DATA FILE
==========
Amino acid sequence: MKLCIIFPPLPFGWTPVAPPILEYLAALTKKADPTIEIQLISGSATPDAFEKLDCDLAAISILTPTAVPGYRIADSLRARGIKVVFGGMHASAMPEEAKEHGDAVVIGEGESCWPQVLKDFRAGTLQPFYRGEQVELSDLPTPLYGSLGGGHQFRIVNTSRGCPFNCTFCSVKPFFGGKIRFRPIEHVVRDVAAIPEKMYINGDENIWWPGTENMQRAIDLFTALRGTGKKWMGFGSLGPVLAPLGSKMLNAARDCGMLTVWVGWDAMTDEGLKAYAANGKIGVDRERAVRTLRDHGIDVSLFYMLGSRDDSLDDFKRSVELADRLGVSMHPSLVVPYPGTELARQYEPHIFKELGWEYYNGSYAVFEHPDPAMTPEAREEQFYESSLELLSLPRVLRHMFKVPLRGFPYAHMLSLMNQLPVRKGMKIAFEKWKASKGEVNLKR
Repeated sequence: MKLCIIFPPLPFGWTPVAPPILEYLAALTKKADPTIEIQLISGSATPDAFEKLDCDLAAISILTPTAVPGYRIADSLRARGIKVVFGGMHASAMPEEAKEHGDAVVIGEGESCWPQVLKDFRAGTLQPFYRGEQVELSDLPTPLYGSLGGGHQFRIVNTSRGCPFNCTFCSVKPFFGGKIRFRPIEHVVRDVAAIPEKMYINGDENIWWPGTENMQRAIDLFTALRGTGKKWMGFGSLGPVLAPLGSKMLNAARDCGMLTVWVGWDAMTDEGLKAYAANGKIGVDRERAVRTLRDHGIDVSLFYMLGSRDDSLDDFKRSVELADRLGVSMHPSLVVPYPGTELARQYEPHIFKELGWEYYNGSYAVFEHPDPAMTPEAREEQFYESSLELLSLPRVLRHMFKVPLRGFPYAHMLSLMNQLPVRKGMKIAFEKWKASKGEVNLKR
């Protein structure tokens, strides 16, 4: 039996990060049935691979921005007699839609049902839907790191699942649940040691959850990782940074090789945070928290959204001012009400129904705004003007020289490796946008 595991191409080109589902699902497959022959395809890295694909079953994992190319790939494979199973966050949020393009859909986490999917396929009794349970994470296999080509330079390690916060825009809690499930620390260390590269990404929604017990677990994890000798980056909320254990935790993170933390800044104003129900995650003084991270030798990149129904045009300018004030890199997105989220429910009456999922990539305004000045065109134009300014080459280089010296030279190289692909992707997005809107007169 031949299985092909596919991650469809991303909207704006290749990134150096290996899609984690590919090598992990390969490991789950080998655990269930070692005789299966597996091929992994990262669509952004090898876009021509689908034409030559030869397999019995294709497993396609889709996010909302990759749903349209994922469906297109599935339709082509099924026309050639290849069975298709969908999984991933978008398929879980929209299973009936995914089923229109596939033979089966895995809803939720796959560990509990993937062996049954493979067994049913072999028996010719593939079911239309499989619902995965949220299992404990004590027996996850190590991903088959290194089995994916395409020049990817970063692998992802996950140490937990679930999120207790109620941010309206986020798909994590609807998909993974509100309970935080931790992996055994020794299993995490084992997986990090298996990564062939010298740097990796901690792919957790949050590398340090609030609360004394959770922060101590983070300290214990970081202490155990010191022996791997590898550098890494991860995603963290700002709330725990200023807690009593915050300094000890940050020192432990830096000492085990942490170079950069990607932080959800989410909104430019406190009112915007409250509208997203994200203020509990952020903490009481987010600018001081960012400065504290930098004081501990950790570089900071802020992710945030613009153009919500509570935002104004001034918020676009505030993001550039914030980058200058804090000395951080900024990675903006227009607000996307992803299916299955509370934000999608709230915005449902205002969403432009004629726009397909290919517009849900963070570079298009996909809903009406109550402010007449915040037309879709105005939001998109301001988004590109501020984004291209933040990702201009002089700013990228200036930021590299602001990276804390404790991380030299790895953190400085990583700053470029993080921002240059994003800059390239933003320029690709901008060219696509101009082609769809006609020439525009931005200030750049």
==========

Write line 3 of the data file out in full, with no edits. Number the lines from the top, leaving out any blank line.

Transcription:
């Protein structure tokens, strides 16, 4: 039996990060049935691979921005007699839609049902839907790191699942649940040691959850990782940074090789945070928290959204001012009400129904705004003007020289490796946008 595991191409080109589902699902497959022959395809890295694909079953994992190319790939494979199973966050949020393009859909986490999917396929009794349970994470296999080509330079390690916060825009809690499930620390260390590269990404929604017990677990994890000798980056909320254990935790993170933390800044104003129900995650003084991270030798990149129904045009300018004030890199997105989220429910009456999922990539305004000045065109134009300014080459280089010296030279190289692909992707997005809107007169 031949299985092909596919991650469809991303909207704006290749990134150096290996899609984690590919090598992990390969490991789950080998655990269930070692005789299966597996091929992994990262669509952004090898876009021509689908034409030559030869397999019995294709497993396609889709996010909302990759749903349209994922469906297109599935339709082509099924026309050639290849069975298709969908999984991933978008398929879980929209299973009936995914089923229109596939033979089966895995809803939720796959560990509990993937062996049954493979067994049913072999028996010719593939079911239309499989619902995965949220299992404990004590027996996850190590991903088959290194089995994916395409020049990817970063692998992802996950140490937990679930999120207790109620941010309206986020798909994590609807998909993974509100309970935080931790992996055994020794299993995490084992997986990090298996990564062939010298740097990796901690792919957790949050590398340090609030609360004394959770922060101590983070300290214990970081202490155990010191022996791997590898550098890494991860995603963290700002709330725990200023807690009593915050300094000890940050020192432990830096000492085990942490170079950069990607932080959800989410909104430019406190009112915007409250509208997203994200203020509990952020903490009481987010600018001081960012400065504290930098004081501990950790570089900071802020992710945030613009153009919500509570935002104004001034918020676009505030993001550039914030980058200058804090000395951080900024990675903006227009607000996307992803299916299955509370934000999608709230915005449902205002969403432009004629726009397909290919517009849900963070570079298009996909809903009406109550402010007449915040037309879709105005939001998109301001988004590109501020984004291209933040990702201009002089700013990228200036930021590299602001990276804390404790991380030299790895953190400085990583700053470029993080921002240059994003800059390239933003320029690709901008060219696509101009082609769809006609020439525009931005200030750049």